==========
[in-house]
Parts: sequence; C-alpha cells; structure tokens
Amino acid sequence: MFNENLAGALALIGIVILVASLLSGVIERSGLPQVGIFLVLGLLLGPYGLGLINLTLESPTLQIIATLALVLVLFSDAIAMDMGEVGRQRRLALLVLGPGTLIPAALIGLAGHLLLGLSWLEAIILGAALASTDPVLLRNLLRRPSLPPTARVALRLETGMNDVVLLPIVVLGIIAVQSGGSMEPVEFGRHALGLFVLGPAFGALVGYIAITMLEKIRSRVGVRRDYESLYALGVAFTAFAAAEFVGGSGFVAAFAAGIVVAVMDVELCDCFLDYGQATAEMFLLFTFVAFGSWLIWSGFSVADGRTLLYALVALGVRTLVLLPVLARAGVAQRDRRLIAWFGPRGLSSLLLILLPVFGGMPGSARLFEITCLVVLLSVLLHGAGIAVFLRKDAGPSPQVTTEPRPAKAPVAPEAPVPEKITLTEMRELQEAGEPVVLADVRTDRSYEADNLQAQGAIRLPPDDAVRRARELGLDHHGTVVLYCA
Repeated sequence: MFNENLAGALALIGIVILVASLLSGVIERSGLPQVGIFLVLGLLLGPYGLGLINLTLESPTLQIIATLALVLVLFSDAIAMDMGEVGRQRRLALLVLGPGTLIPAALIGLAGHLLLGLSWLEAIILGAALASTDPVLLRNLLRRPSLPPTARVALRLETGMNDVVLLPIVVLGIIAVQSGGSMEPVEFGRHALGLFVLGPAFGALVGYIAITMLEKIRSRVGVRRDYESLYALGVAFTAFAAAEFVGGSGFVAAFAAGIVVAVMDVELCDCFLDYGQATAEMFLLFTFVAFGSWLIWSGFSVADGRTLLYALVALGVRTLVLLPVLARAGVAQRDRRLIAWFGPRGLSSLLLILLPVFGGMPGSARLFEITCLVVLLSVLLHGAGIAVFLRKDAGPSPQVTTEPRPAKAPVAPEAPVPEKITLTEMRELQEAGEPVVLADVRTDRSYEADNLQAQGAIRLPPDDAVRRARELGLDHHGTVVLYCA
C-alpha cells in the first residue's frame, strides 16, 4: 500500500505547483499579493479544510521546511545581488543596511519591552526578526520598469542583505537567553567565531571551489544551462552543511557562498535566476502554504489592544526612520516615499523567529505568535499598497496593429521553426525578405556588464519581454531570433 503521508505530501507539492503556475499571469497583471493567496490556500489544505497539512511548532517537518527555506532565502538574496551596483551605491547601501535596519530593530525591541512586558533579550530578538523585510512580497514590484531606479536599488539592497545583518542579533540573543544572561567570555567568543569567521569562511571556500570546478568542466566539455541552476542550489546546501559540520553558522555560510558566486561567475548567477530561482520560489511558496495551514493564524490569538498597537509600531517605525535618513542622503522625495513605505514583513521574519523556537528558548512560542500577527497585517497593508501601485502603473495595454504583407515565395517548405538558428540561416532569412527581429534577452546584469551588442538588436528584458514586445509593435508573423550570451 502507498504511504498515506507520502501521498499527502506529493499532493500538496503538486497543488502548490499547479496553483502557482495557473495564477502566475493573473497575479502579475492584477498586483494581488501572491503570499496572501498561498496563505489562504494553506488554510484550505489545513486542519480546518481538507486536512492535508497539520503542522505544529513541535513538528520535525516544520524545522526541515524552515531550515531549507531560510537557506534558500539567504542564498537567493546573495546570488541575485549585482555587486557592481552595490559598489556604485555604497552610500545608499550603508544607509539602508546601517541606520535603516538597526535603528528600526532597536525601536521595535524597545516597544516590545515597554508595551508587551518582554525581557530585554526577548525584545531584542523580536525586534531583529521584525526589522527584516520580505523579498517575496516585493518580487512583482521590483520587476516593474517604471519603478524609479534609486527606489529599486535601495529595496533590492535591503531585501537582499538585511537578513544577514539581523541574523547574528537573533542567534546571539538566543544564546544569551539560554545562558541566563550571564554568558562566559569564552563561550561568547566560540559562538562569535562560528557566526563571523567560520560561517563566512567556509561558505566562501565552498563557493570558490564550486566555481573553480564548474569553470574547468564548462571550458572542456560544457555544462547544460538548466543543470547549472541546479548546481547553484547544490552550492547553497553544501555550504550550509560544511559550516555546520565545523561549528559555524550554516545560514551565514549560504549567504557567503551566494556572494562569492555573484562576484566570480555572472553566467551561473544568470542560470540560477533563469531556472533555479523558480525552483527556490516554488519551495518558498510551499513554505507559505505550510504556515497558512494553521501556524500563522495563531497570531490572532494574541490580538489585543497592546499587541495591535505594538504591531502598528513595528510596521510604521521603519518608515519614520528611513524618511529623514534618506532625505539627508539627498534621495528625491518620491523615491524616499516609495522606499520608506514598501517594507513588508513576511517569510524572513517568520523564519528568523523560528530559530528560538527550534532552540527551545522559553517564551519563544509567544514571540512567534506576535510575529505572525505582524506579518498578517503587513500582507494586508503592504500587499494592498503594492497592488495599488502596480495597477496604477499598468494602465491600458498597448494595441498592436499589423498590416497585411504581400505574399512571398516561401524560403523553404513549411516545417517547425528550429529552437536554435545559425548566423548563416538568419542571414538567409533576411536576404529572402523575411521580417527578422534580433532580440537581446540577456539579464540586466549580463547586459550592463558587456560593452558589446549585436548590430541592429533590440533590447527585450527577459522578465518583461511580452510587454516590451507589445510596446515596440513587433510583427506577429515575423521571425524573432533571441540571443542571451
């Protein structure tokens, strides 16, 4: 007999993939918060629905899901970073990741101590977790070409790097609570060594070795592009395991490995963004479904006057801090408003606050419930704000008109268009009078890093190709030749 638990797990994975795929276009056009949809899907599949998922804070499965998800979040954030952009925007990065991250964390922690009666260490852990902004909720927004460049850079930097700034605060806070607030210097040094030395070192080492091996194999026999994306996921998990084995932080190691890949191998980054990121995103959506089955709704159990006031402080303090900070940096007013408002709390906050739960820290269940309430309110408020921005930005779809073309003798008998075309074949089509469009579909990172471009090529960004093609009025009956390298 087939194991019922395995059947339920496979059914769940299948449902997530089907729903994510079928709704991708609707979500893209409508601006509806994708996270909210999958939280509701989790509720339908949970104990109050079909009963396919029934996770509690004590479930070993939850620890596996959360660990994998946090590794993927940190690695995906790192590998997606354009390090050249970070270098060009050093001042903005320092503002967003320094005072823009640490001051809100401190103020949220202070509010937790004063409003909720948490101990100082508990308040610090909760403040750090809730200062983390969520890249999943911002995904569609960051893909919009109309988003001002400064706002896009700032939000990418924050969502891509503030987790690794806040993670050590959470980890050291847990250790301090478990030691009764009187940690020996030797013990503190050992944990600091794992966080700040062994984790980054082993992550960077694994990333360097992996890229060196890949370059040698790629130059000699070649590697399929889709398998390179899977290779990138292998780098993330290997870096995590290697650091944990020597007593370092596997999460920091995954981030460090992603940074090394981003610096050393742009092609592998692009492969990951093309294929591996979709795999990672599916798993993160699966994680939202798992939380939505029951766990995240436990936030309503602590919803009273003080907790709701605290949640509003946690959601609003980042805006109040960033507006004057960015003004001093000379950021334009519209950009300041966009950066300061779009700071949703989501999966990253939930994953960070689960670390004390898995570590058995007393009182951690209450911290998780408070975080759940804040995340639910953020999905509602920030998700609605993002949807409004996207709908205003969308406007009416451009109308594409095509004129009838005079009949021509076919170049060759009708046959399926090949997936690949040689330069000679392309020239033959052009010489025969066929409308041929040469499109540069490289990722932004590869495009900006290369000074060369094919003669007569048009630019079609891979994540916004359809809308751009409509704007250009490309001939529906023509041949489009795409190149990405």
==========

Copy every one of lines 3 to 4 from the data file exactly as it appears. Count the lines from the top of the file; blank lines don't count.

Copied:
Amino acid sequence: MFNENLAGALALIGIVILVASLLSGVIERSGLPQVGIFLVLGLLLGPYGLGLINLTLESPTLQIIATLALVLVLFSDAIAMDMGEVGRQRRLALLVLGPGTLIPAALIGLAGHLLLGLSWLEAIILGAALASTDPVLLRNLLRRPSLPPTARVALRLETGMNDVVLLPIVVLGIIAVQSGGSMEPVEFGRHALGLFVLGPAFGALVGYIAITMLEKIRSRVGVRRDYESLYALGVAFTAFAAAEFVGGSGFVAAFAAGIVVAVMDVELCDCFLDYGQATAEMFLLFTFVAFGSWLIWSGFSVADGRTLLYALVALGVRTLVLLPVLARAGVAQRDRRLIAWFGPRGLSSLLLILLPVFGGMPGSARLFEITCLVVLLSVLLHGAGIAVFLRKDAGPSPQVTTEPRPAKAPVAPEAPVPEKITLTEMRELQEAGEPVVLADVRTDRSYEADNLQAQGAIRLPPDDAVRRARELGLDHHGTVVLYCA
Repeated sequence: MFNENLAGALALIGIVILVASLLSGVIERSGLPQVGIFLVLGLLLGPYGLGLINLTLESPTLQIIATLALVLVLFSDAIAMDMGEVGRQRRLALLVLGPGTLIPAALIGLAGHLLLGLSWLEAIILGAALASTDPVLLRNLLRRPSLPPTARVALRLETGMNDVVLLPIVVLGIIAVQSGGSMEPVEFGRHALGLFVLGPAFGALVGYIAITMLEKIRSRVGVRRDYESLYALGVAFTAFAAAEFVGGSGFVAAFAAGIVVAVMDVELCDCFLDYGQATAEMFLLFTFVAFGSWLIWSGFSVADGRTLLYALVALGVRTLVLLPVLARAGVAQRDRRLIAWFGPRGLSSLLLILLPVFGGMPGSARLFEITCLVVLLSVLLHGAGIAVFLRKDAGPSPQVTTEPRPAKAPVAPEAPVPEKITLTEMRELQEAGEPVVLADVRTDRSYEADNLQAQGAIRLPPDDAVRRARELGLDHHGTVVLYCA